-most Provinces in Canada;
– most countries in:
–Central and South America;
-and more. It’s been unbelievable how many cool audio people we’ve met.
Zoom gives the ability to record videos of our meetings, and those recordings are individually posted in our past meetings Archive. For now, the collected videos from our Zoom meetings can be found (mostly) at Dan Mortensen’s DansoundSeattle YouTube channel.
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The Zoom URL and physical meeting location (if this is a hybrid meeting) will be sent in three reminders: two days, the morning of, and two hours before the event starts.
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In order to maintain decorum and avoid interruptions, even unintended ones, we have established a few ground rules for meeting attendees:
1. We want to see your full name on display in Zoom at the meeting.
2. The presenter(s) will determine if they can accept questions during the presentation, or wait until specific Q&A times, and that will be announced at the beginning of the meeting. (We often use the “chat” feature to allow attendees to ask questions when they think of them, with moderators passing them on to the presenter at the appropriate time.)
3. Please mute your microphone when not talking (a moderator may mute you if you haven’t muted yourself; if they do, Zoom won’t let you un-mute until a moderator clears you again.)
4. Based on our experience with no-shows, we reserve the right to issue more tickets than available slots. We don’t want to turn people away based on inaccurate estimates of attendance, but we do have budgetary limits to the number of slots we can make available. If we reach capacity before you log in, we regret that we may have no way to expand capacity at the last minute.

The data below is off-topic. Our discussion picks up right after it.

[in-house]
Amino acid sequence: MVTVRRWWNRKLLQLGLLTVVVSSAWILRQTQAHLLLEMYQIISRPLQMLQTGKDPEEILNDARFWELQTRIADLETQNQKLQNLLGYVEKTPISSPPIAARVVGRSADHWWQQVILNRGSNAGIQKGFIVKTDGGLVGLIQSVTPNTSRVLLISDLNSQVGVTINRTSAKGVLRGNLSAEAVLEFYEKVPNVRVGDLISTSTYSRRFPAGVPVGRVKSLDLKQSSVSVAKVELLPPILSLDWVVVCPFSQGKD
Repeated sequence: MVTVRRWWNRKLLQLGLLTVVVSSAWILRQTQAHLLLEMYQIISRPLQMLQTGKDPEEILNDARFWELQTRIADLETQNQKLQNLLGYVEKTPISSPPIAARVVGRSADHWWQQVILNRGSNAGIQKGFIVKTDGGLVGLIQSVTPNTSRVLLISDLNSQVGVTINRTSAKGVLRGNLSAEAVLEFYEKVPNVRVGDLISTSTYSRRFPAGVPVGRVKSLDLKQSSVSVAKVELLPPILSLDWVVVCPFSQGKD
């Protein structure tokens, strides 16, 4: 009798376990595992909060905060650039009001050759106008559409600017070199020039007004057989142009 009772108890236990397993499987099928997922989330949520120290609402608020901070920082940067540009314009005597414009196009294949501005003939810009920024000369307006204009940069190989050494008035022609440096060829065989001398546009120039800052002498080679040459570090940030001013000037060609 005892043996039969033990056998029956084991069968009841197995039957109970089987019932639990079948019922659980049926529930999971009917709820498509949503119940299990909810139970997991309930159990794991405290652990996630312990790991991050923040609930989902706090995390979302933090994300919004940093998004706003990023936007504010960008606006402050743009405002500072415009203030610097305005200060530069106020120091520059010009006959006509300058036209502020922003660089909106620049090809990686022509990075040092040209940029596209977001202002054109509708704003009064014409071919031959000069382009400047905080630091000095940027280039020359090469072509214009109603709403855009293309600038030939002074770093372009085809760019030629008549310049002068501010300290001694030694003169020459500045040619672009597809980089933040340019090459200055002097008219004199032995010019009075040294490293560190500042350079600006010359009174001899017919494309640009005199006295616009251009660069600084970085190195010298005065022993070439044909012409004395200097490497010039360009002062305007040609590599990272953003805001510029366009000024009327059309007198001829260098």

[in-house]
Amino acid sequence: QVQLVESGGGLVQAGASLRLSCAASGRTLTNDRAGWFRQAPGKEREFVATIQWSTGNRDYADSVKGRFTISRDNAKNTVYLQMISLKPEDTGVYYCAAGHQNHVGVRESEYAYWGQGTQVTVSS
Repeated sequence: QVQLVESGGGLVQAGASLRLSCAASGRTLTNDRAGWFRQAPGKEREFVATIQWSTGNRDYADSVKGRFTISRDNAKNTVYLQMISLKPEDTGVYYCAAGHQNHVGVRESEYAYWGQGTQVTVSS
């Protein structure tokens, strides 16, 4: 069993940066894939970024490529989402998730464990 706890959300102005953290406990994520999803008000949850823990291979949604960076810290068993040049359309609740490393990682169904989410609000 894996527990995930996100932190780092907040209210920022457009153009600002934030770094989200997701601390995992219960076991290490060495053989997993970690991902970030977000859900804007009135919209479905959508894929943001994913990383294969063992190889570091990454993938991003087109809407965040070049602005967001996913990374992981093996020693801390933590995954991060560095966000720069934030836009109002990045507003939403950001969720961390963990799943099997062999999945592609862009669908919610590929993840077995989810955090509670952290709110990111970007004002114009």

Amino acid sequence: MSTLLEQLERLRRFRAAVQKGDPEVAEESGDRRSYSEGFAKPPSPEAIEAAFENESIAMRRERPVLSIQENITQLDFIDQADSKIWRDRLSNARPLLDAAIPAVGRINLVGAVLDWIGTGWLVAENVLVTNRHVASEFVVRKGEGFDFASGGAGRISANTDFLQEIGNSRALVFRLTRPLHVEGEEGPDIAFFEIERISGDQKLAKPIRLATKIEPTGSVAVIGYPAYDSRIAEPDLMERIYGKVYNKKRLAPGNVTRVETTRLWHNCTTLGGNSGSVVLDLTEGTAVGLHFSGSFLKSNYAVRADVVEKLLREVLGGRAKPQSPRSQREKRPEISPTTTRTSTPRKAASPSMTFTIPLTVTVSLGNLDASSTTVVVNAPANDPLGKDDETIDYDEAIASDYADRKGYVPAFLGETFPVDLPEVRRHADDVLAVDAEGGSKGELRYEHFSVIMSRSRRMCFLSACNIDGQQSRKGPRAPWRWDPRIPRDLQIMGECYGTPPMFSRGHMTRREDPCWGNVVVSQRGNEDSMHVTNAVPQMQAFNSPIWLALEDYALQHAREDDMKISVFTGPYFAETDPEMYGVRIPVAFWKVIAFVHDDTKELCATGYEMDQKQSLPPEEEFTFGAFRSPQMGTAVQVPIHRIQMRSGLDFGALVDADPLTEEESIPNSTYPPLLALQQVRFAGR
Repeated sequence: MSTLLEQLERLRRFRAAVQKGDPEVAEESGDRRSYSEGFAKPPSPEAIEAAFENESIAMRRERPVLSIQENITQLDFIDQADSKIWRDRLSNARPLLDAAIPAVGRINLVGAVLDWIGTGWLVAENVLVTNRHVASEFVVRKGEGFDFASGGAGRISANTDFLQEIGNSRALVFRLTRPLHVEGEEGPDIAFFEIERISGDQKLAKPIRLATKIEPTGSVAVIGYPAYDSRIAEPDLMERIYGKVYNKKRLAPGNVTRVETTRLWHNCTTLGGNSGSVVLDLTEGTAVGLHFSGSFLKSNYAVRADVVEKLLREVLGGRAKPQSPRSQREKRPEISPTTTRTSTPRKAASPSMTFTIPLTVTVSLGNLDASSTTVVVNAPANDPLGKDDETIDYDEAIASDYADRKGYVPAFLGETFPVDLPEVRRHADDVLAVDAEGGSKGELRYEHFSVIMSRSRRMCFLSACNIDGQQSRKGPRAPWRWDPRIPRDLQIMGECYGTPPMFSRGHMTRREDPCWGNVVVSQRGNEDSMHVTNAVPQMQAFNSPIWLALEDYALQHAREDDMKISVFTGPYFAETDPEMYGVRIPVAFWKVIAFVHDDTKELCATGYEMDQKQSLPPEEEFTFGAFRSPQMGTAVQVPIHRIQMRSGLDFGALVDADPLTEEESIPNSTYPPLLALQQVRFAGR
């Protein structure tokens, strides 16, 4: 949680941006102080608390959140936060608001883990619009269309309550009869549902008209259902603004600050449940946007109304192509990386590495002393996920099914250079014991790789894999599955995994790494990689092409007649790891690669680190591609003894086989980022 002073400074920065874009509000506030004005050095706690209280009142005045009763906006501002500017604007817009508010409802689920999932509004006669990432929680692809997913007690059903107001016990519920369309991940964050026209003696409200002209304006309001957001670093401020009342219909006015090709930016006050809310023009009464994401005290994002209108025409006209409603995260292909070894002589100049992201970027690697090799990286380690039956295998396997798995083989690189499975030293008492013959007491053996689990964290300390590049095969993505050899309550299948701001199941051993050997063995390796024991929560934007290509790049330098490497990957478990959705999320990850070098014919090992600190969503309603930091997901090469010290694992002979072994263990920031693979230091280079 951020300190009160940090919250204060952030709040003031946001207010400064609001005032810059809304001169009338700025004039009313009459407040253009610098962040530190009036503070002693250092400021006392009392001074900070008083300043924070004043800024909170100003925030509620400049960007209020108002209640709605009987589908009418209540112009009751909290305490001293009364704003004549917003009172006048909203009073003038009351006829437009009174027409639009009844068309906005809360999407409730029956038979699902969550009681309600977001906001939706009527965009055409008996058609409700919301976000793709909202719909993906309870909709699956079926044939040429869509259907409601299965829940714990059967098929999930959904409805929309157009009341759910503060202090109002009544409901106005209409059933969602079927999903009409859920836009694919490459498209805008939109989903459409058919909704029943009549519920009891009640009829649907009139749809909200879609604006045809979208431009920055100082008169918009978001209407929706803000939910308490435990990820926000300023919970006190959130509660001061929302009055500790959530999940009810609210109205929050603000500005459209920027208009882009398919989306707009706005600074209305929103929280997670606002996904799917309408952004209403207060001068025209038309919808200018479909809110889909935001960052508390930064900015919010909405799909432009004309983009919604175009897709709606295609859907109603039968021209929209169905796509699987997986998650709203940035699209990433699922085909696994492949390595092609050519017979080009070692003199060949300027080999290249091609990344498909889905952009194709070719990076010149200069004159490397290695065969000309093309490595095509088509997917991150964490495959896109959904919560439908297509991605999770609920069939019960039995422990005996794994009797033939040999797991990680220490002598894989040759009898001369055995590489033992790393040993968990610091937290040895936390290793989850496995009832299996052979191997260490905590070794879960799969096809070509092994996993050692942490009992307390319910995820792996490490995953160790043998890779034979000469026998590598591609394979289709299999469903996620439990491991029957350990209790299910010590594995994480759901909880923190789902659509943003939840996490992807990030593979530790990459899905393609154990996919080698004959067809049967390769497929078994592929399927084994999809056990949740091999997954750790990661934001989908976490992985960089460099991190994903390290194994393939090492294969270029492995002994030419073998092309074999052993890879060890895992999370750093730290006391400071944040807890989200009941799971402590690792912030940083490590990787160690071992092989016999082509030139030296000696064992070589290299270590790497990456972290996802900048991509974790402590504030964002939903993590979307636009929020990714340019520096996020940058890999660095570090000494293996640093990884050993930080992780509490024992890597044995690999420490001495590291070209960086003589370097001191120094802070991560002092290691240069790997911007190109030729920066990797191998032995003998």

5. Some presenters are distracted when confronted by a sea of video faces or other images, so for some meetings we may ask that you turn your camera/images off during the presentation. If you forget, one of our moderators may do it for you, and you may or may not get a private chat note informing you.
6. During the meeting, there is the matter of your camera. We’re going to leave that up to the presenter; whether they want to see their audience while they present or not. If they want to see who they’re talking to, then you can leave your camera live or not, as you prefer, however if the presenter doesn’t want to see the audience, then we’ll ask you to turn your video off.
7. Moderators have the ability to globally turn everyone’s video off, however turning it back on is troublesome; we are forced to turn cameras back on manually, one by one. There is no way for you to override that. You’ll need your camera live later in the meeting for the self-introductions.
8. Best is that if we ask for cameras to be on or off, that you do this individually on your own.
9. It would be good if you watched the chat stream during the meeting. Not only is it a way to submit questions to the presenters, but it’s also a way for others to contact you personally. You have the option there to direct your comment to anyone who is part of the meeting as well as to one person in particular.
Finally, in the rare instance of behavior by an attendee that moderators believe is disruptive, we reserve the right to immediately eject such attendees.